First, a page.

Welcome to the Reader's morning briefing for Tuesday, September 6, 2016.
It will be warm and humid again Tuesday, with a high of 88 and a low of 76. Make sure you stay hydrated, because it might feel as hot as 99 degrees. [AccuWeather]
Mayor Rahm Emanuel wants to put more cops on the street to fight the rise in violent crime. The Chicago Police Department will hire hundreds of new cops, according to 40th Ward alderman Pat O'Connor. CPD has been paying officers excessive overtime to make up for the cop shortage. "It's less of a change in strategy and more of a response to this incredible streak of gun violence," O'Connor, who serves as Emanuel's City Council floor leader, told the Sun-Times. "By doing this, we hope to begin to get control of the gun violence that seems to grow all the time." [Sun-Times]
Two Chicago police officers could be fired for an off-duty beating that took place in March 2006 after an appeals court upheld their firings by the Chicago Police Board. The board's dismissal of Jason Orsa and Brian Murphy for the beating of Obed "OJ" DeLeon at a restaurant was overturned by a Cook County judge. But an Illinois appeals court ruled in the police board's favor, calling the county judge's decision "inexplicable." "It's pushed under the table, and here we are ten years later (and) these guys are still on the Police Department," an eyewitness to the beating, Joseph Mularczyk, told the Tribune. [Tribune]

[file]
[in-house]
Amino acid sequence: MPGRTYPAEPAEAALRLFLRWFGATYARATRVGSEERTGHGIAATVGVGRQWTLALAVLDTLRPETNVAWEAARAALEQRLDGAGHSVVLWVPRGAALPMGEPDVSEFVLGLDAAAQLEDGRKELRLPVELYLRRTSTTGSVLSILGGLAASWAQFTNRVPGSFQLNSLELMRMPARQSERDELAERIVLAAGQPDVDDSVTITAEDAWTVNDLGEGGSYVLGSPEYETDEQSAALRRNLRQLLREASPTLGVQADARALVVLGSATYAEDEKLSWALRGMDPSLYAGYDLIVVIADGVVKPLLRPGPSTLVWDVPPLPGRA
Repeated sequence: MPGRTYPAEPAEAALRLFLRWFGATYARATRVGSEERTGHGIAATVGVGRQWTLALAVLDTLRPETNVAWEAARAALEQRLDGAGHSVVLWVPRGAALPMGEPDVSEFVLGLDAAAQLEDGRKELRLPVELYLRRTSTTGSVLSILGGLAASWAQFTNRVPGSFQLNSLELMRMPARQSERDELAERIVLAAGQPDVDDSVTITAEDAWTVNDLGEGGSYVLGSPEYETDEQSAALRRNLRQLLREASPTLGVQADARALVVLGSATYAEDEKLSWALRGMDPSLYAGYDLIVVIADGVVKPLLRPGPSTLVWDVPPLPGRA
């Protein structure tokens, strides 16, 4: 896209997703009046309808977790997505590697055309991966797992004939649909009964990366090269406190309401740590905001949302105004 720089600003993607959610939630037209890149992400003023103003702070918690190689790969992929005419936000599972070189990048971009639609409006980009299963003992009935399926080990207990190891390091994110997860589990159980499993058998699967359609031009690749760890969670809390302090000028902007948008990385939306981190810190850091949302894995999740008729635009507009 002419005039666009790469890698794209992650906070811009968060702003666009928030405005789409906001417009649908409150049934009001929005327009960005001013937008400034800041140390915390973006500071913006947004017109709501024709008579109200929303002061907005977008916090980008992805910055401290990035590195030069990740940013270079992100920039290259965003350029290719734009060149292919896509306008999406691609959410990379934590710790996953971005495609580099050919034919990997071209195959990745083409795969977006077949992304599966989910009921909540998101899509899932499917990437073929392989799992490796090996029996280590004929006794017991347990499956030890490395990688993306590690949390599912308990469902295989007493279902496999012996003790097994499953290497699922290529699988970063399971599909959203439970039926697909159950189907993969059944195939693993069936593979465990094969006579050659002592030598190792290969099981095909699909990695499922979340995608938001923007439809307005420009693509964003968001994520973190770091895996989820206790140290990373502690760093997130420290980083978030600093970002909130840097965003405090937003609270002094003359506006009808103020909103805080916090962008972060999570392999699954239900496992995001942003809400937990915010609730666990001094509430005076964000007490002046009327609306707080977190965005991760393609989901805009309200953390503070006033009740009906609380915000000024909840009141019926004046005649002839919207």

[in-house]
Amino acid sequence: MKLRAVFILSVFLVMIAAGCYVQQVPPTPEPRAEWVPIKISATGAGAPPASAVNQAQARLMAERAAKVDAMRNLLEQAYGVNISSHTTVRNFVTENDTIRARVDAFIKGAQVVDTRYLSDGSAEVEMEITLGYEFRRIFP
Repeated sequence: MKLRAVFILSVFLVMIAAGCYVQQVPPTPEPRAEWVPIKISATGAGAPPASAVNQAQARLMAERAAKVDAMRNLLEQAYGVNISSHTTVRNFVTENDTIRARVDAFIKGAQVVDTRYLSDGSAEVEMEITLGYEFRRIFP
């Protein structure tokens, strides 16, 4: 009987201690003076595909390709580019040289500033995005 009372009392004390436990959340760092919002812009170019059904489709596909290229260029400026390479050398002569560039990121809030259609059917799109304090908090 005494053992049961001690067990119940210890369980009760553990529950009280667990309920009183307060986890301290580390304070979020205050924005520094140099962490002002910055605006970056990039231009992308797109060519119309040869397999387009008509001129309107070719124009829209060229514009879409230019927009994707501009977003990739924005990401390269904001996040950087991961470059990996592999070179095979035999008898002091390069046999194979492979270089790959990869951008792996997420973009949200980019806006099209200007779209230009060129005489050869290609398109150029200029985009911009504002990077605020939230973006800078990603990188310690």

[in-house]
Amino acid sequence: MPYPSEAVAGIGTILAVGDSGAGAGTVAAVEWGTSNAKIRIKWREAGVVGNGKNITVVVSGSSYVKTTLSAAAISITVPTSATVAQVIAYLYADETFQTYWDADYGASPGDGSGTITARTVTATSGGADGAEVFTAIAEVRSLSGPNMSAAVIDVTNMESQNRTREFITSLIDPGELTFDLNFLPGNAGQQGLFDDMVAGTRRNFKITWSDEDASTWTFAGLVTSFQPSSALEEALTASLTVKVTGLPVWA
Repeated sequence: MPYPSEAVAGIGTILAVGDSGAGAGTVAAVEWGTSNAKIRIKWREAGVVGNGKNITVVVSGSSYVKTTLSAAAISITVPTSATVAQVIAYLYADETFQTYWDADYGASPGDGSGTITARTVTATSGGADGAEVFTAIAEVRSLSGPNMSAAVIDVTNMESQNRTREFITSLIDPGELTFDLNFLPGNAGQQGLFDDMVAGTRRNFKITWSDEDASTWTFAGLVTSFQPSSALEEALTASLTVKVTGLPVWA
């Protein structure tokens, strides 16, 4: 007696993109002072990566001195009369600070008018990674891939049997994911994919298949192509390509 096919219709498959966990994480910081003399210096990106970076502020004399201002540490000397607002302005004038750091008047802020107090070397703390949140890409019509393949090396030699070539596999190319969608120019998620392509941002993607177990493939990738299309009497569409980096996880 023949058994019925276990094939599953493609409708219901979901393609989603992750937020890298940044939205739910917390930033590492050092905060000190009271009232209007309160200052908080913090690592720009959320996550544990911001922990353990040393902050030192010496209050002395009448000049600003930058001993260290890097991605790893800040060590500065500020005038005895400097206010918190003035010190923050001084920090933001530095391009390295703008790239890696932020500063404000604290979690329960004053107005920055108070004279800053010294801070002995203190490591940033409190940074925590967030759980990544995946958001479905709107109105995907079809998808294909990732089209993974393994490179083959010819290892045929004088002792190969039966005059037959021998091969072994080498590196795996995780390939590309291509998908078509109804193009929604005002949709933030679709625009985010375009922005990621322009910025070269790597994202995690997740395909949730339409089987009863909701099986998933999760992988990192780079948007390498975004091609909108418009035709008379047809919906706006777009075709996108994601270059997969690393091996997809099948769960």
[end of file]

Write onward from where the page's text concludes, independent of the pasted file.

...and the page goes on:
Nearly three-quarters of ninth-graders in Chicago Public Schools go on to earn a high school diploma within five years, according to new data from CPS. The graduation rate increased for the class of 2016, and about 1,400 more students graduated from high school in 2016 than in 2015. Improvements at neighborhood schools were the reason for the increase, according to CPS chief education officer Janice Jackson. [Sun-Times]
The civil suit filed against former Bulls star and south-side native Derrick Rose and two of his friends by a former girlfriend for an alleged gang rape hasn't gotten much attention until now. About a month before the case heads to trial, new details have come out about the alleged incident, and it's an interesting glimpse into society's stereotypes about sexual assault, especially involving professional athletes. [Think Progress]
The murder of his cousin Nykea Aldridge became national news in August. Now Bulls star Dwyane Wade wants the city to bring back its strict gun laws to help stop the violence, he said in an interview with ABC News. "My purpose for being back in the city is bigger than basketball," he said. "Basketball is a big part of it, of course. It's what I do for a living. But I think my purpose at the end of the day is hopefully to come to Chicago and be a part and be the voice that can help bring people together." [New York Times]